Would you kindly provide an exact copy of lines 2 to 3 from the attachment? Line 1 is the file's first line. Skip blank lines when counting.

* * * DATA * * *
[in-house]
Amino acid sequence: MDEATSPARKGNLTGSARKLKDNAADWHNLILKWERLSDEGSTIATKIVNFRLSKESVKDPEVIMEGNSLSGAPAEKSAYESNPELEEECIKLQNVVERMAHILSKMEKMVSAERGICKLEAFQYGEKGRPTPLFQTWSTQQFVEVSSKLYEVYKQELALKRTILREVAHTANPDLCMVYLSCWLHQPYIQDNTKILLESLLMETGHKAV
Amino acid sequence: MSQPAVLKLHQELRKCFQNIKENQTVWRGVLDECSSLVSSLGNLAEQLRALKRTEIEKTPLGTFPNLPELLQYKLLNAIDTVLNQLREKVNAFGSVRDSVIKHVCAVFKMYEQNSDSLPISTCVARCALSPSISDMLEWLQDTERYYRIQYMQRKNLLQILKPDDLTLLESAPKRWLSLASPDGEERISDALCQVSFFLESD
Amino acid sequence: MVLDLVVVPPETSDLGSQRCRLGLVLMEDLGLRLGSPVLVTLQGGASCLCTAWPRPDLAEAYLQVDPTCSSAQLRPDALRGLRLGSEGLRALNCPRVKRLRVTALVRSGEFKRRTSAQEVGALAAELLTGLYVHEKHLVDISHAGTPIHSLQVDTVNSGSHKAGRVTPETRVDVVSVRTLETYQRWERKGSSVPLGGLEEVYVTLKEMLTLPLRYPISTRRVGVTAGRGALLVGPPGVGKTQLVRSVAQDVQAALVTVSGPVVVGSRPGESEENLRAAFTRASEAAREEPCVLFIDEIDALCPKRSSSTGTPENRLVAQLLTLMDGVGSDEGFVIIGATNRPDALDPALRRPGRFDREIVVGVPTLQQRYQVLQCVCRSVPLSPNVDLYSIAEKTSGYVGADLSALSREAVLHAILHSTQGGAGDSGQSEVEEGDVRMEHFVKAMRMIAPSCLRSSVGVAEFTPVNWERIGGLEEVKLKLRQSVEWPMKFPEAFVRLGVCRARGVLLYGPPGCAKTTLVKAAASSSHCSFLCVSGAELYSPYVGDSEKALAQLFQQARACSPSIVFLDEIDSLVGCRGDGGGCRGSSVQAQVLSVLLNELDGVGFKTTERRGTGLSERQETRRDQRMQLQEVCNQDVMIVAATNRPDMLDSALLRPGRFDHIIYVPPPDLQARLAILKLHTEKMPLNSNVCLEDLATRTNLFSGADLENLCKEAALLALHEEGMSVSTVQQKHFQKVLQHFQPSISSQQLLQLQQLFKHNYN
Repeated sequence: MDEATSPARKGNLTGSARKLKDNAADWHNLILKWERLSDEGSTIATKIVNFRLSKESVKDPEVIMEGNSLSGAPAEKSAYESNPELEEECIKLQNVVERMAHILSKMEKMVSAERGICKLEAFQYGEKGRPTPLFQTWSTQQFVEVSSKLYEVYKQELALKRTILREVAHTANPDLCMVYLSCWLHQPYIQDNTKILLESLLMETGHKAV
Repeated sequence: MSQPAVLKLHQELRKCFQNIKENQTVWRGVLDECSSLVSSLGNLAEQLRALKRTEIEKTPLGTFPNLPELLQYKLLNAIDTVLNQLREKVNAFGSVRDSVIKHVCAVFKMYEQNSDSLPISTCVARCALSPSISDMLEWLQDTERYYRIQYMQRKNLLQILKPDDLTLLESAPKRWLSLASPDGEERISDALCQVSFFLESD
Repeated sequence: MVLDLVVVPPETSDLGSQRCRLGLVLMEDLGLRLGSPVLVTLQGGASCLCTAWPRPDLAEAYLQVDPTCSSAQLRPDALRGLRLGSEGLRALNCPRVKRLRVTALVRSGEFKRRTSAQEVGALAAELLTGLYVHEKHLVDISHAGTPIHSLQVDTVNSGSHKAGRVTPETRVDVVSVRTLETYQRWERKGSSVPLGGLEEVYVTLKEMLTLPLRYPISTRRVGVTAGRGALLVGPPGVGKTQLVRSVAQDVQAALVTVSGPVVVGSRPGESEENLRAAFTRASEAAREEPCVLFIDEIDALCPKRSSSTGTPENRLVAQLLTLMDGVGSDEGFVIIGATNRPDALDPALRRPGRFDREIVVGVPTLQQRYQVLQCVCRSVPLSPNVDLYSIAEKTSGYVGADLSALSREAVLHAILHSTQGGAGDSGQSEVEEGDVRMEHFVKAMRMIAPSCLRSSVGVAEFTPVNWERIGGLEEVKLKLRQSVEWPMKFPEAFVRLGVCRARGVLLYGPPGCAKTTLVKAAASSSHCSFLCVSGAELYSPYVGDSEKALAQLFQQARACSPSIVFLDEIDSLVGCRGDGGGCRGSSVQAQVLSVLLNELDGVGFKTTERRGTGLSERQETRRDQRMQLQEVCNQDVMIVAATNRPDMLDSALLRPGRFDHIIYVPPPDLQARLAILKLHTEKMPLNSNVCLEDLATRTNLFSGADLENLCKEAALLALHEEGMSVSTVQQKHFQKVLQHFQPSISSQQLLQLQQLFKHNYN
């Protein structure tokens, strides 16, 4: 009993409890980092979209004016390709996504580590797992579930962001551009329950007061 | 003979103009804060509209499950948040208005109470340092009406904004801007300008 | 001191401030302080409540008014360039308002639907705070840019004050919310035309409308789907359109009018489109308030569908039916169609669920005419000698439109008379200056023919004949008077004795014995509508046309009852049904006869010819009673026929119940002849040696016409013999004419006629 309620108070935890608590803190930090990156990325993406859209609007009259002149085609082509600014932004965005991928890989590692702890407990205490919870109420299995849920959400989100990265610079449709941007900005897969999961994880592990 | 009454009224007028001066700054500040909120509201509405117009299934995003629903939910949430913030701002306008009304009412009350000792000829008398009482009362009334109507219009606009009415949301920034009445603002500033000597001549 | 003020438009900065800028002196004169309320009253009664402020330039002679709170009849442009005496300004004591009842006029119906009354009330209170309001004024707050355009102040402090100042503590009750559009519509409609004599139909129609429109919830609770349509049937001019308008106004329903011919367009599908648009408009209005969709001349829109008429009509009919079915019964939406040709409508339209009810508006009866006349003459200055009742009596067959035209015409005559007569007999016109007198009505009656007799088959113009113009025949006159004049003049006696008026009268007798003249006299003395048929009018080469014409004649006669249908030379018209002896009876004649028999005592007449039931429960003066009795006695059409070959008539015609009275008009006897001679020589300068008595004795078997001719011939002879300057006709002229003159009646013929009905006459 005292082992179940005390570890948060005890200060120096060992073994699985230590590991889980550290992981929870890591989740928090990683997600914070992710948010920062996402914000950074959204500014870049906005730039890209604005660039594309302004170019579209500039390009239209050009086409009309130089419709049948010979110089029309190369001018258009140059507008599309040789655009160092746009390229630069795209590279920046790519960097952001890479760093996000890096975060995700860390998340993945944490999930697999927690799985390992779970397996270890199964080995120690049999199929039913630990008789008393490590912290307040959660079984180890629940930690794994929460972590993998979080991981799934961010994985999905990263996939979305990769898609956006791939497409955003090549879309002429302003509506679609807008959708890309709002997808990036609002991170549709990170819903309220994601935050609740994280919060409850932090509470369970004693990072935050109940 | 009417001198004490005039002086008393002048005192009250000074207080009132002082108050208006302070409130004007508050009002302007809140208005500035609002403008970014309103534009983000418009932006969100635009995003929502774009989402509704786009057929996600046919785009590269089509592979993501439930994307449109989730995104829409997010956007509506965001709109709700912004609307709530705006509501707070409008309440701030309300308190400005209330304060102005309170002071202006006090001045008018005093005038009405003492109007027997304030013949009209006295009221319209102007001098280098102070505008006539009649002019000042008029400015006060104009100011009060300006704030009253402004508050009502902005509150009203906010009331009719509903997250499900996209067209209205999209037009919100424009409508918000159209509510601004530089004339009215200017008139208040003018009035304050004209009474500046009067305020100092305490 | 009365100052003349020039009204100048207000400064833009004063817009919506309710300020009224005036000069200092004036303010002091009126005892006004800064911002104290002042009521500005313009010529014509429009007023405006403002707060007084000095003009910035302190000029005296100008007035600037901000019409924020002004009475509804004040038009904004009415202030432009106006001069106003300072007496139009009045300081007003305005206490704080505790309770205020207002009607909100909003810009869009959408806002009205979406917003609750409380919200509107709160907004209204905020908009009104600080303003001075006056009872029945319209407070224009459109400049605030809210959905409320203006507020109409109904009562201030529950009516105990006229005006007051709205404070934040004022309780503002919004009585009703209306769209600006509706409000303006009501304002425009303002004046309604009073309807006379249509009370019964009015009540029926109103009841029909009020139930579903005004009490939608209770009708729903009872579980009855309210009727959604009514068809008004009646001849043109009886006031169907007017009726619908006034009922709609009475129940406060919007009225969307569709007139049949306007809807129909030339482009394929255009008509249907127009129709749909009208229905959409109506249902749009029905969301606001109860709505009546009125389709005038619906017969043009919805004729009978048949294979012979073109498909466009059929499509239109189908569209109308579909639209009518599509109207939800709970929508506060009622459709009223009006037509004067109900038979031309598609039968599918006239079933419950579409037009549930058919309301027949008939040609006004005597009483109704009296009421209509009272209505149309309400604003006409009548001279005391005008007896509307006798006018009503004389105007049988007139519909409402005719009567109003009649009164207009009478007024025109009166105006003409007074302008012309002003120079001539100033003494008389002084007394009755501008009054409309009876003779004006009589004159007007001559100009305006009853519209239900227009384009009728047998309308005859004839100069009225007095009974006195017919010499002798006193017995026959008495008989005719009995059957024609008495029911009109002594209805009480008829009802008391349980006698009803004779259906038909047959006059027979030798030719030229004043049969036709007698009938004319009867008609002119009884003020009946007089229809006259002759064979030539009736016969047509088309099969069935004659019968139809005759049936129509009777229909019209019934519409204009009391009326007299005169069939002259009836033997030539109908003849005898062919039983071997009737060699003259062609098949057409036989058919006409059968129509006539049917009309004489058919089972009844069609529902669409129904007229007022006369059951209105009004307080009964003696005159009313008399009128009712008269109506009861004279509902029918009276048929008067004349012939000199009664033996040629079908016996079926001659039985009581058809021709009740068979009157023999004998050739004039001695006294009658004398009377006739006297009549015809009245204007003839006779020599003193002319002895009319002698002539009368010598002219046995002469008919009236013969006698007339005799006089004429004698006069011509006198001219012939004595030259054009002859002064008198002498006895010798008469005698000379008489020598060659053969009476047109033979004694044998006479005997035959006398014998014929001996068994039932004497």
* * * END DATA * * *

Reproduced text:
Amino acid sequence: MDEATSPARKGNLTGSARKLKDNAADWHNLILKWERLSDEGSTIATKIVNFRLSKESVKDPEVIMEGNSLSGAPAEKSAYESNPELEEECIKLQNVVERMAHILSKMEKMVSAERGICKLEAFQYGEKGRPTPLFQTWSTQQFVEVSSKLYEVYKQELALKRTILREVAHTANPDLCMVYLSCWLHQPYIQDNTKILLESLLMETGHKAV
Amino acid sequence: MSQPAVLKLHQELRKCFQNIKENQTVWRGVLDECSSLVSSLGNLAEQLRALKRTEIEKTPLGTFPNLPELLQYKLLNAIDTVLNQLREKVNAFGSVRDSVIKHVCAVFKMYEQNSDSLPISTCVARCALSPSISDMLEWLQDTERYYRIQYMQRKNLLQILKPDDLTLLESAPKRWLSLASPDGEERISDALCQVSFFLESD